The Great Barrier Reef in Australia is not dead. I repeat, the Great Barrier Reef in Australia is not dead. There is a significant difference between the two words dead and dying. Let this be clear that there is still hope in saving this magnificent home to hundreds of species of coral, colorful fish and other aquatic organisms.
An online "obituary" style article recently published by Outside Magazine went viral describing how the Great Barrier Reef is dead.
"The Great Barrier Reef of Australia passed away in 2016 after a long illness. It was 25 million years old."
It is not a question that there has been a detrimental impact on the massive reef over the past several years. Aspects of coral bleaching, fishing, mining, and burning fossil fuels have all played a role in the declining life of the reef. Coral bleaching being the most vital impact is when coral is put under extreme changes from temperature, light or nutrients. This causes the coral to release a symbiotic algae that causes them to turn white, hence bleaching.
On the left is healthy and lush coral. On the right is coral effected by bleaching.
The release of this obituary blew up on social media spurring memes, arguments and disbelief from social media users and scientists.The Huffington Post got in touch with Russel Brainard, chief of the Coral Reef Ecosystem Program at NOAA's Pacific Islands Fisheries Science Center. He believed that the article was meant to highlight the urgency of the situation. Although, to someone who are not well knowledgeable about the real issues and current state of the reef took this as a serious article that in fact it was dead.
Brainard told Huffington Post the recent bleaching event was a “severe blow” that resulted in serious mortality. Still, “we’re very far from an obituary,” he said. His main concern was that these overstatements will begin to ripple through peoples lives and assume that there is no hope left to saving the reef. In the Outside Magazine obituary, there is no factual statements that support their headline.
After reading the article, it is over dramatized to the current issues that are on hand. The message conveyed and placed upon many readers is that there is no hope left in salvaging the coral reef. There is HOPE. It is not all dead. Taking action to start relieving the aquatic ecosystem and continue to be vocal about the effect global warming has is the message that should be conveyed.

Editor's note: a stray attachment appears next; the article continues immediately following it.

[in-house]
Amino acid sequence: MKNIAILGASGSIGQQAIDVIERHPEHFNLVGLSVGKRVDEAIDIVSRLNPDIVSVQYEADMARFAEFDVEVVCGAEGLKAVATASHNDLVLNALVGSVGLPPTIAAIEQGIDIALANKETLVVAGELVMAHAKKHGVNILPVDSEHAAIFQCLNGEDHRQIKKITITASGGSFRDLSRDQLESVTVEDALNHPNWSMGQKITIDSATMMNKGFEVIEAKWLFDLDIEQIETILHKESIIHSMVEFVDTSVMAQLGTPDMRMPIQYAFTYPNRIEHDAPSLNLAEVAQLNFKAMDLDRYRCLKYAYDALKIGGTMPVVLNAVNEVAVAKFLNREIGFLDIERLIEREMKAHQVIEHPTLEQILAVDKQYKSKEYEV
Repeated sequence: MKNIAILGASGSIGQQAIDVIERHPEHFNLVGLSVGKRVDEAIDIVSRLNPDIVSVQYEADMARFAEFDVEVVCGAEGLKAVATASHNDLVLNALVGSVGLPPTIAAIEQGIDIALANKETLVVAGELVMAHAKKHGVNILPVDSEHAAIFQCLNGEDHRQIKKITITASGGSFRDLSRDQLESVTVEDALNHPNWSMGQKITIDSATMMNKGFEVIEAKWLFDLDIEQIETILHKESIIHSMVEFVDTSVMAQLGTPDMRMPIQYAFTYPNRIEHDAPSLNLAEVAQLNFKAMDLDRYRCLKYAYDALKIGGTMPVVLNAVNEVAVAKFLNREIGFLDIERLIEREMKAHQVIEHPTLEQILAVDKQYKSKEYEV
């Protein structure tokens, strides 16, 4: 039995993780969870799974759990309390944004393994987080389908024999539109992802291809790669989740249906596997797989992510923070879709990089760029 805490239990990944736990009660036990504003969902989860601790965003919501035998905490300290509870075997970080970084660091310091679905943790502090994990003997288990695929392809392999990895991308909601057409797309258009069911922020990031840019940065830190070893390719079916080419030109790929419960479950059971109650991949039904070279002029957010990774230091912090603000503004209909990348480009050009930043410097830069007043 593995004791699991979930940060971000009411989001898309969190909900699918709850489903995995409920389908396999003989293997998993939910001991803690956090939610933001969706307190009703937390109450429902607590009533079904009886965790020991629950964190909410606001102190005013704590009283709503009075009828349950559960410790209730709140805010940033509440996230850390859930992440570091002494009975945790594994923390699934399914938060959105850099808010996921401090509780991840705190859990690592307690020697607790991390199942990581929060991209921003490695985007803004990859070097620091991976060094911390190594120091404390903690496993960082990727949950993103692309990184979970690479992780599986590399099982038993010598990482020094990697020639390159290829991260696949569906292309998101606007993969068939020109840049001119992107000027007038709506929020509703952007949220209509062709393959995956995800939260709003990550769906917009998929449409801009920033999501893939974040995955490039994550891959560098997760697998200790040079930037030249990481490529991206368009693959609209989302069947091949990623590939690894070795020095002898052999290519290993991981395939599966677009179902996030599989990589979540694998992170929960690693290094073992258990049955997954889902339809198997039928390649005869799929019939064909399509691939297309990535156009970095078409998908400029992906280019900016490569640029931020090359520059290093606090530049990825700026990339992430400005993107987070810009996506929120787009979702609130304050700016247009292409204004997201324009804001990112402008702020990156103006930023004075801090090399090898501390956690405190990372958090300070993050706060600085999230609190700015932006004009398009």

One thing I noticed on social media, especially on Twitter is how people responded to this article and began to incorporate the seriousness of the issue into jokes.
guy: talk dirty to me— Bitch Problems (@SimpIy_Teens) October">https://twitter.com/SimpIy_Teens/status/7876492978... 16, 2016
me: the ocean is filled with plastic and sewage and the coral reef will be dead in 20 years because of the filth
yeah me too great barrier reef pic.twitter.com/kZJmcSnn93
— Tweet Like A Girl (@TweetLikeAGirI) October">https://twitter.com/TweetLikeAGirI/status/78770209... 16, 2016
I literally am the Great Barrier Reef pic.twitter.com/nE3CDQavG9— Dory (@Dory) October">https://twitter.com/Dory/status/787691129424740353... 16, 2016
These parody accounts may be funny sometimes, but also may convey unnecessary messages. I know they mean no harm when they tweet, only trying to gain followers and page traffic. However, sometimes instead of turning a serious misconceived issue into a joke is unfitting. Why not post about a charity, volunteer work, solutions, or better yet the truth about what is actually happening instead of some petty, uncreative sentence.
People are allowed to their opinions and thoughts taken away from the article. Taken from me, if action is taken sooner than later, that obituary won't have to become a reality.
The Great Barrier Reef is the world's largest coral reef ecosystem and a UNESCO World Heritage site. It covers more than 300,000 square kilometers and is home to more than 3,000 reefs, 600 islands, and 300 coral cays.
To learn more on how you can contribute to saving the coral reefs, visit http://coral.org/ home of the Coral Reef Alliance. The website explains what they do, what YOU can do and accept donations to their mission to save the coral reefs!